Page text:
To the outside world, the Bird sisters have it all: money, power, a successful interior design firm, and beauty. However, on the inside, these three black socialites are a mess. They have allowed the dysfunctional and at times, emotionally abusive marriage of their parents to color their views on life and love.
Robin is determined to have a family at any cost and is willing to destroy anyone standing in her way. Raven has been married for ten long years and sees no way out of her drug dealing husband’s tight grasp, until she begins to fall for his best friend. Sparrow is afraid of becoming consumed by men and love like her mother, so she leaves a trail of broken hearts in her wake and some don’t take the rejection as well as others.
When all three sisters put their trust in the wrong men, they find themselves faced with deadly stalkers, scorned ex-husbands, and jealous wives that throw them headfirst into Chicago’s underbelly. Help arrives from the most unlikely of sources, their baby brother, Blue-who has secrets of his own. With Blue and his associates by their side, Robin, Raven, and Sparrow are forced to reevaluate their life choices, commit unthinkable acts, and are pushed closer to the line of no return.
“I fucking hate you!”
Onyx eyes leered at me. If looks could kill my behind would have been dead for sure. As heads turned toward us in the dark restaurant, I fought to remain cool. I refused to pull out my clown suit in public.
“You knew what this was from the beginning. I don’t understand why you are so upset,” I said. Honestly, I didn’t know. It wasn’t as if I had lied to him or misled him. He knew what I wanted from the start.
His jaw ticked as he leaned across the table, a frown marring his beautiful chocolate face. His balled up fists made the muscles in his arms more pronounced. “You don’t understand?” his voice took on a deadly quality that I had never heard from him before. “I gave you my love, Sparrow. I offered you what I never offered any other woman. I gave you my heart and what did you do with it? You pierced it with your stilettos, fucking she-devil!”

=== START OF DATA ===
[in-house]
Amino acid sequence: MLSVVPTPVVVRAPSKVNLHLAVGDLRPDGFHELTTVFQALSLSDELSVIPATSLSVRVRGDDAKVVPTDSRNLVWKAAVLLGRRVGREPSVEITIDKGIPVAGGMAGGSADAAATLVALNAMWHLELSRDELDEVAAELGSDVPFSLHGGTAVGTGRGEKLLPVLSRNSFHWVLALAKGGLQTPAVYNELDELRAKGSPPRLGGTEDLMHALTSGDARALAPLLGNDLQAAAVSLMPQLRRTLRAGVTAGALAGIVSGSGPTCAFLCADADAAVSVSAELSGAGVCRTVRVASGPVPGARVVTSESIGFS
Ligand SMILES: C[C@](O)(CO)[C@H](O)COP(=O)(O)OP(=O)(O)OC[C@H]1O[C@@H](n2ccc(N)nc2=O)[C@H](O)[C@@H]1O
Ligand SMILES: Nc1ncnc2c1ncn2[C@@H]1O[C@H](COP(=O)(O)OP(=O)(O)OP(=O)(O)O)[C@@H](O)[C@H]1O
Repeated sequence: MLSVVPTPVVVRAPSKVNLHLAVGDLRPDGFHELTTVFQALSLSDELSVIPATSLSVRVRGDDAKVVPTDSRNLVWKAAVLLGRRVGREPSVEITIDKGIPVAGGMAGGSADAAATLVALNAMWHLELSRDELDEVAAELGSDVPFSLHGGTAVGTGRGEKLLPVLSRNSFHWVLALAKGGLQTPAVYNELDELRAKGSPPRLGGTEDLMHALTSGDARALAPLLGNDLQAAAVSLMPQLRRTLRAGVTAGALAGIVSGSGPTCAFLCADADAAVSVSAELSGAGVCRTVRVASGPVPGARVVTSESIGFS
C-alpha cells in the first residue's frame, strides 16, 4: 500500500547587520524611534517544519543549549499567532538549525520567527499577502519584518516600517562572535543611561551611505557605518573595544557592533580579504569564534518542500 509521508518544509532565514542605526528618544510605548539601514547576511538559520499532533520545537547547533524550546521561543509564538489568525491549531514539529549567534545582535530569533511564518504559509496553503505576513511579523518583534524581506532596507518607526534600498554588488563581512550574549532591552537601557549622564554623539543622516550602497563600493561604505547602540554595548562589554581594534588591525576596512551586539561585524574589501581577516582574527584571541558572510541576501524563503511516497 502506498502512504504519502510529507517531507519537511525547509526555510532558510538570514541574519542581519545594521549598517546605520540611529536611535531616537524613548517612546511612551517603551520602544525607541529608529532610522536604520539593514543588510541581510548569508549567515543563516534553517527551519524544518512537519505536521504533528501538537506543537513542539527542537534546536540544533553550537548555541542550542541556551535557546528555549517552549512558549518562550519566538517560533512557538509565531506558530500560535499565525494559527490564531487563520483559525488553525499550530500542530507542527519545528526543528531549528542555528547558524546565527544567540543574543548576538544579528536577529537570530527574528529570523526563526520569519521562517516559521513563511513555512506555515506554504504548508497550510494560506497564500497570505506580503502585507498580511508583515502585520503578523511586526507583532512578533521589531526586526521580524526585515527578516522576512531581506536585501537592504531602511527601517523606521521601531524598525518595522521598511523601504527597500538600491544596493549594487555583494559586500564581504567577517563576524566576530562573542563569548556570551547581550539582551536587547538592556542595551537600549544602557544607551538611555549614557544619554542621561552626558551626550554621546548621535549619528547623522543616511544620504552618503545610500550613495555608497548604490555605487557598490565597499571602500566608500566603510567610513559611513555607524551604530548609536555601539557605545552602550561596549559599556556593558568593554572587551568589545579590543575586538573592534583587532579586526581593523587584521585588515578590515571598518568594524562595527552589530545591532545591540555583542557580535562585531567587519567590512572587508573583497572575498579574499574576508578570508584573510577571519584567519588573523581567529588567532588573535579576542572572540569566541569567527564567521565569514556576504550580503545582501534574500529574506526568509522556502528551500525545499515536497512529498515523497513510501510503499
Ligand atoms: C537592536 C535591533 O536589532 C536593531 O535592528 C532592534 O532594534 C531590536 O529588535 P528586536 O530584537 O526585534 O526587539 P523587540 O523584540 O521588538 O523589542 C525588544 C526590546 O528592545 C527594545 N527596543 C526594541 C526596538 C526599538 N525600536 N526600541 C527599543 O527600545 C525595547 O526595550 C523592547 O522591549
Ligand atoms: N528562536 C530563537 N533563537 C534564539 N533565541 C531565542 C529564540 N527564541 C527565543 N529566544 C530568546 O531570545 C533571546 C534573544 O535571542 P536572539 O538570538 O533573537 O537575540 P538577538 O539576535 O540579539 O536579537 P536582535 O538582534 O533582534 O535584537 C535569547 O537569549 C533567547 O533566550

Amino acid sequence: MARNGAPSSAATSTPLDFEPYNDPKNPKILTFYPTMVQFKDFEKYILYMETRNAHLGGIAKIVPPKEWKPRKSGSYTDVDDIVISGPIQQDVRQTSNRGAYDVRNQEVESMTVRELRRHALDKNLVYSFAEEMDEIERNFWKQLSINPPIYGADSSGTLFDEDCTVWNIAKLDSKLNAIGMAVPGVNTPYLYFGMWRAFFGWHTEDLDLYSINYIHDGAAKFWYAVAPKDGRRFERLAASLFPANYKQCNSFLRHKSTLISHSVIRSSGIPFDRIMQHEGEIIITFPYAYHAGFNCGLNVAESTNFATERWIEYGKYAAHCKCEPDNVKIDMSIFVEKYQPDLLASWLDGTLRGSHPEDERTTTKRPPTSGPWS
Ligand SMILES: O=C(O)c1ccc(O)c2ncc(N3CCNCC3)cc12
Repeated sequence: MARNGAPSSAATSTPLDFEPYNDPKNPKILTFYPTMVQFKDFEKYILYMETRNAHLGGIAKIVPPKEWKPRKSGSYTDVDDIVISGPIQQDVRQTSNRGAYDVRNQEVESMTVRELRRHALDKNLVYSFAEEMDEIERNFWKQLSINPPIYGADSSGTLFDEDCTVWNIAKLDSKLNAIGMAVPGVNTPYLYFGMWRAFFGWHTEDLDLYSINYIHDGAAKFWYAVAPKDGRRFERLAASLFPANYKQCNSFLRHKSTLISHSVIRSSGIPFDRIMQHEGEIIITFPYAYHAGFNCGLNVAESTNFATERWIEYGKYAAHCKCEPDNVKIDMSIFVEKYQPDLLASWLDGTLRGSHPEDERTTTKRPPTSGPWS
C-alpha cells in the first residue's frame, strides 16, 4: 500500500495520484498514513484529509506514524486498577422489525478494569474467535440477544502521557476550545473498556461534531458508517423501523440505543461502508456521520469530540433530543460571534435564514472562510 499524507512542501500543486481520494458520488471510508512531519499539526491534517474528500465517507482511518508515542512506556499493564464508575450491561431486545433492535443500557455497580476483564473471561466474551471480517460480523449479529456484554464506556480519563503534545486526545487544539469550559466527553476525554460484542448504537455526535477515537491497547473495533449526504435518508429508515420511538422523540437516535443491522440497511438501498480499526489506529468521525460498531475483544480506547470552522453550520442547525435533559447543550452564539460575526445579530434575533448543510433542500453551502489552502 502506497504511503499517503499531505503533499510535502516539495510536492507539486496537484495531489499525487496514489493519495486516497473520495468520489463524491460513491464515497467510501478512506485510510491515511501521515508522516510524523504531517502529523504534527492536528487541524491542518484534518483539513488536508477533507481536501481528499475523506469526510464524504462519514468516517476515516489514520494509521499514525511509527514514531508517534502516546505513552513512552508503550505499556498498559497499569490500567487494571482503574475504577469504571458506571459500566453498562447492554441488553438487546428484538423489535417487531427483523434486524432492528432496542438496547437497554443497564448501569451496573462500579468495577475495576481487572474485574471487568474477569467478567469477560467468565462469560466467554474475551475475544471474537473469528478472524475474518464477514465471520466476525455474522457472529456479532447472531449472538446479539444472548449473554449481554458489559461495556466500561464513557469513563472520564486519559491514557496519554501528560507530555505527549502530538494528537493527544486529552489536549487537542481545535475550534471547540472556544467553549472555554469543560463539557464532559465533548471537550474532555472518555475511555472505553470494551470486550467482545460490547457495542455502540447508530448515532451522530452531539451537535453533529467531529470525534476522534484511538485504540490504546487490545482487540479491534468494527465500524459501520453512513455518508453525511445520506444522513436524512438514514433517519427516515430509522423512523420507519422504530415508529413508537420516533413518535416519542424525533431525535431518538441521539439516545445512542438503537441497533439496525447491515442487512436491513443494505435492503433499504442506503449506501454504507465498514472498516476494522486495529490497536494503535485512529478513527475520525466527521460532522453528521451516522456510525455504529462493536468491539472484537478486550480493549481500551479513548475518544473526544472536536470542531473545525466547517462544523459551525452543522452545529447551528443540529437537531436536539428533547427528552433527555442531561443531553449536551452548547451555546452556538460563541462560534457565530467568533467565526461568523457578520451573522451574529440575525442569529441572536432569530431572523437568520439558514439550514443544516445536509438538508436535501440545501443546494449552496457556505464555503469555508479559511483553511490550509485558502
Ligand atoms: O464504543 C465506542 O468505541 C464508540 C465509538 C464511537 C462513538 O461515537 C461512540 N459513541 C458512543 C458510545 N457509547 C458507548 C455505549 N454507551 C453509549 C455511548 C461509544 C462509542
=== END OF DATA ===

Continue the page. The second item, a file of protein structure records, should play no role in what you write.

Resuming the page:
The distressed look on his face softened my heart a little, but not enough to stop me from gathering my things. The only sounds audible in the restaurant were his labored breathing and the hushed tones of the other patrons, who were more than likely discussing his outburst.
Slipping on my cashmere coat, I looked at him one last time as I stood and took a deep breath. It took everything in me to calmly respond, “Sean, I’m sorry if you got the wrong impression. I am not a ‘forever’ type of girl. I’m a ‘for right now’ kind of girl. I did not ask you for your love, heart, or future and I certainly don’t want it.”
With my held high, I walked out of the restaurant and into the cool February night. I could feel the eyes of everyone on my back as I walked away.
Phoenix Williams is an author based out of Illinois. Her love of writing was born during her early childhood. Creating what she dubs “Realistic romance and family dramas with an urban twist,” Phoenix spins tales that allows the readers to see glimpses of themselves in the characters.
Her works consist of several short story collections—Running, Whipped, Screwed & Stripped, and Phoenix After Dark—and her debut novel with Mahogany Red Books—To Love A No Good Nigga.
Get to know Phoenix:
- Where are you from?
- I was raised in Illinois, right outside of Chicago.
- When it’s time for you to start writing, how do you prepare?
- I turn off all the lights, turn off my phone, and throw on some music. The music is the most important part of the process. I like my books to flow like a movie and movies have scores and soundtracks.
- Did you always want to be an author or did you have different career goals?
- I have always been a writer but I didn’t take it seriously until a few years ago. I was in college, studying to be a lawyer. I was in my second year when I realized that I hated what I was going to school for. So, I quit and started self-publishing.
- Do you pull from personal experience for storylines?
- There is always a little bit of truth in fiction. Everyone has experienced family and relationship drama. That’s what I write about. However, I haven’t written a story that is 100% fact. I usually get my storylines from people watching. If I am ever stuck then I just ride through the west side of Chicago. I’m guaranteed to see at least twenty possible stories.
- What do you want readers to get from your books?
- I really want the reader to be able to see glimpses of themselves in each book. If you read one of my books and can relate to any of the characters then I feel like I’ve done my job.
- If you could collaborate with anyone, who would it be?
- I’d love to collaborate with Tamika Newhouse—and I’m not just saying that because I signed with her. She’s one of the few authors who can get a physical reaction out of me. I start yelling at the characters like they can actually hear me! I would also love to work with Adrianne Byrd and Zuri Day. Those ladies are so talented. Their genre is different from mine and I’d love the challenge of trying to mesh our styles.
- What is the best piece of writing advice you have ever received?
- When I was writing To Love A No Good Nigga I was having a hard time starting it. I knew what I wanted to say but I wasn’t sure how to say it. My best friend, Envy, sat me down and told me to pretend I was telling her about these three crazy sisters. Two months later, the book was finished.
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